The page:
How Living In A Small Town Has Completely Changed My Emotional Attachment To Money

Today, I am walking to the endocrinologist’s in my new shoes, and I am in agony. I bought a pair of Barratts shoes for £120 ($155), made by hand in my home town. They will last for up to 20 years if I look after them and get them re-soled before winter each year. I just have to break them in and resist the urge to take them off and throw them into the bushes.

My Midlands hometown is famous for its shoes. Japanese entrepreneurs arrive at our factory shops with empty suitcases so they can fill them with the coveted brogues and Oxfords that they can charge six times the price for in Tokyo.

A few weeks ago at a dinner party I met the former manager of one of these factories, I brought down my new shoes and he examined them like a piece of sculpture. I was a little embarrassed when he turned them over and the beautiful beige soles were already scratched and grey with tiny pieces of grey gravel embedded in the sole. He told me this was the sign of a good shoe, that cheap soles stay looking perfect even after you’ve broken them in.

I bought my new shoes from a small shoe shop on St. Giles Street after trying them on and promising the shop assistants I would come back for them after I got paid. They were very persistent with following up with me — “We still have those size sevens for you to try on, we can keep the shop open if you want to come in after work.” Over the next few weeks, I must have received around six or seven non-aggressive, friendly reminders that my shoes were waiting for me. Eventually, I stopped dithering and went back in for them.

My hometown has been through a rather interesting transition in the last few years. Makeup, the foolproof economy of cheering women up during recessions, has slowed to a halt and its lack of sales has caved in several large department stores. They have been replaced by a throng of tiny centrally located shops and cafes; the business owners are charming, and everything is slightly more expensive than I’m used to paying. Visiting town used to be a mad rush around, grabbing a few tatty, cheap things to cheer myself up. Now, though, I wander in, grab a coffee and some lunch, talk to the chefs, have another think about those tanned shoes I bought last week, I will buy them when I get paid. Go to the market, buy some fruit and flowers, pick up a bag of coffee beans — each purchase feels serious, committed, a noticeable chunk of my salary, almost hand to mouth.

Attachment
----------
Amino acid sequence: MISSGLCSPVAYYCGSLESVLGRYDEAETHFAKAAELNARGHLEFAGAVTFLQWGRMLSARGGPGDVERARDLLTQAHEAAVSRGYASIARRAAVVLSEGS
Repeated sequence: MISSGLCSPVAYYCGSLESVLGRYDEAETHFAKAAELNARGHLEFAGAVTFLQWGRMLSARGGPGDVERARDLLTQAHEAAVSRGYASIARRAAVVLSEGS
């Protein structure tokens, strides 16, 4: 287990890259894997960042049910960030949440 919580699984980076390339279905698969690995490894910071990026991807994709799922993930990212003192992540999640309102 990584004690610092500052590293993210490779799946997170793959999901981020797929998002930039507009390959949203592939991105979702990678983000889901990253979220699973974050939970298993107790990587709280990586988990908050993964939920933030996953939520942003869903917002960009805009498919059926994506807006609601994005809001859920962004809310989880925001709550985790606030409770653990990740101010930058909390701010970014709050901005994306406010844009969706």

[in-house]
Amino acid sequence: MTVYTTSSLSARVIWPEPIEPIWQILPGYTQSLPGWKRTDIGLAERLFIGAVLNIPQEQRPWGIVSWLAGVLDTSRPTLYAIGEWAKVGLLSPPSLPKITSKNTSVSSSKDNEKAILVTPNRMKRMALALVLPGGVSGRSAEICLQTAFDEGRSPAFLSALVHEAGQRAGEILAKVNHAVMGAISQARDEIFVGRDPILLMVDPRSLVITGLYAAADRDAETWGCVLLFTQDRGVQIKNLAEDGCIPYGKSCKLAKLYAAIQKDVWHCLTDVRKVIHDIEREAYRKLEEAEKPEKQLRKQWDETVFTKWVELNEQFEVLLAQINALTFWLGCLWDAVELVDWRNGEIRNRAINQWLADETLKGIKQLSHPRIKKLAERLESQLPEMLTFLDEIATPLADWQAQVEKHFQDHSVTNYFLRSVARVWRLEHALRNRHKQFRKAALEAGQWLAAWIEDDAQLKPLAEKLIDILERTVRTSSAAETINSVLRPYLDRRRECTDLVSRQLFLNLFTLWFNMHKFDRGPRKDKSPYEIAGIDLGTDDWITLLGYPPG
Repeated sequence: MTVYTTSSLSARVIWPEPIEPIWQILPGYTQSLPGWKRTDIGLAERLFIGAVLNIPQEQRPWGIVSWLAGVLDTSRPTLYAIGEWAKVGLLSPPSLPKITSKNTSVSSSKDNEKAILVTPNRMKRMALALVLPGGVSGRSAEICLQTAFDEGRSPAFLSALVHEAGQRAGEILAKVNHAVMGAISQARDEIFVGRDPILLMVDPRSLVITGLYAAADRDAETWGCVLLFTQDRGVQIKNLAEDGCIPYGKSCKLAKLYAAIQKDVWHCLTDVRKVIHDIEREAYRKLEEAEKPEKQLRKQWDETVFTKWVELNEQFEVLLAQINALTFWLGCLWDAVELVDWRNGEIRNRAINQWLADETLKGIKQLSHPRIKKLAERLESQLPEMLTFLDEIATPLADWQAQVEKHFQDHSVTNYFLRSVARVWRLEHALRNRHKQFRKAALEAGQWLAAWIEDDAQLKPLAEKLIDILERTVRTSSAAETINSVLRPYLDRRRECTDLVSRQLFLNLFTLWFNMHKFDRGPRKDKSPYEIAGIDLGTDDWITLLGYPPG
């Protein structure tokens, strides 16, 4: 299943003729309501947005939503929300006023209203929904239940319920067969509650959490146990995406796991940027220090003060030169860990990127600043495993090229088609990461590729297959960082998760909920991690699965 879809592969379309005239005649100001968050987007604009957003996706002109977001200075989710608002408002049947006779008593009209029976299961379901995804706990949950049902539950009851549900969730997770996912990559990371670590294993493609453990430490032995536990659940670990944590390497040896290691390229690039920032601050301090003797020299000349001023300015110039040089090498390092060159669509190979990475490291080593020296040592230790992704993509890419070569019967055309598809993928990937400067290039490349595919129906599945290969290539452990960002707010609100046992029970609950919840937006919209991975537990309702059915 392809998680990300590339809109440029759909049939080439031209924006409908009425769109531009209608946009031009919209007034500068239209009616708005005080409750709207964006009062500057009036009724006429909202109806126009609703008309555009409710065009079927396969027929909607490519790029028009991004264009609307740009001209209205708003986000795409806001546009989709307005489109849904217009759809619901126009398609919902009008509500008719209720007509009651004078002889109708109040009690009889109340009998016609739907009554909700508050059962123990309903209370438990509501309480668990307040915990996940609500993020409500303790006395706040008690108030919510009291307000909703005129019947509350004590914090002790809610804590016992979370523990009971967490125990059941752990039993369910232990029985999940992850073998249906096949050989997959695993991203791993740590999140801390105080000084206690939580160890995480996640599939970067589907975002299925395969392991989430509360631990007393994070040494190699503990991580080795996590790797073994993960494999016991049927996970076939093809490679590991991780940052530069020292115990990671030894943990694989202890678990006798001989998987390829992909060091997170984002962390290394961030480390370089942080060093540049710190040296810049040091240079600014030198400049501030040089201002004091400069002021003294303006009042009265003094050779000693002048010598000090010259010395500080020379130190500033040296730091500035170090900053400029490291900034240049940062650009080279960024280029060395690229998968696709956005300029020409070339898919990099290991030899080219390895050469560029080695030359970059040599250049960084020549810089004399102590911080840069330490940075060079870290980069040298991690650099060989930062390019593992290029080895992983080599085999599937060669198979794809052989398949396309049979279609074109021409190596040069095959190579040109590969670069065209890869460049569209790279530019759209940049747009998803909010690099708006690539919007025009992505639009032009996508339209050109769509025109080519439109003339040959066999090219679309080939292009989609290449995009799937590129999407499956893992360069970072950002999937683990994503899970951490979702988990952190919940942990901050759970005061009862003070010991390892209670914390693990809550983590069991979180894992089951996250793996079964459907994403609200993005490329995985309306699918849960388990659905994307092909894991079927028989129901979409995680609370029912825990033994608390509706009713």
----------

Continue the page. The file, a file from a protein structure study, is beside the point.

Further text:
Random bits of tat don’t seem to find their way into my house like they used to. It sounds odd, but I can almost see the work I did that earned me the piece of clothing or pair of shoes in my home. The frustrating day at work or the tense discussion with a coworker literally materializing into something that I eat or wear on my body or feet.

I never realized it before, but there is something vaguely insulting about buying something cheap that falls apart after you’ve gone through the frustrating process of earning the money to pay for it. It literally feels as though that time and energy and enthusiasm you put out into the world has dissolved into nothing when your dress rips or the sole of your shoe starts coming off as you run down the street trying to catch a train. There is nothing more frustrating or more insulting to your self-worth.

Of course, shopping locally doesn’t have the same rush as impulse buying at a large chain store, and aside from being more expensive, it feels like you are taking on a long-term project. I remember last year I had been lusting after a beautiful leather backpack, walking past it again and again for six months, each time convincing myself that it was too expensive and I didn’t need it. Then, one day, I walked past the shop and almost sagged with irritation. They were having a bloody sale. The bag was 40% off, I loved it, and I was going to use it for the next five years at least. I felt like I’d just been served an electric bill on a cold Tuesday morning, and now I couldn’t afford to do anything fun for the next two weeks. The bag, however, is an utter joy to use — it’s the perfect size, style, and color, I get a daily thrill from carrying it.

Maybe it’s because I’m getting older, but I feel more of an emotional attachment to everything, I feel it for my family, my friends I’ve known since I was a teenager, the hometown I was born in, grew up in and am currently living in. I can’t stand the idea of owning something I’m not going to use or something that will break easily after I’ve bonded with it. As I enter my thirties I am interested in relationships that are built to last, constructive routines, and financially contributing to my hometown’s budding small business economy.

Phoebe Prentice-Terry is a writer, art dealer, and survivor of David Cameron’s various experiments in human misery. She likes Gin and Tonics, French skincare products, and is most proud of her collection of Wolford bodysuits.

Image via Unsplash

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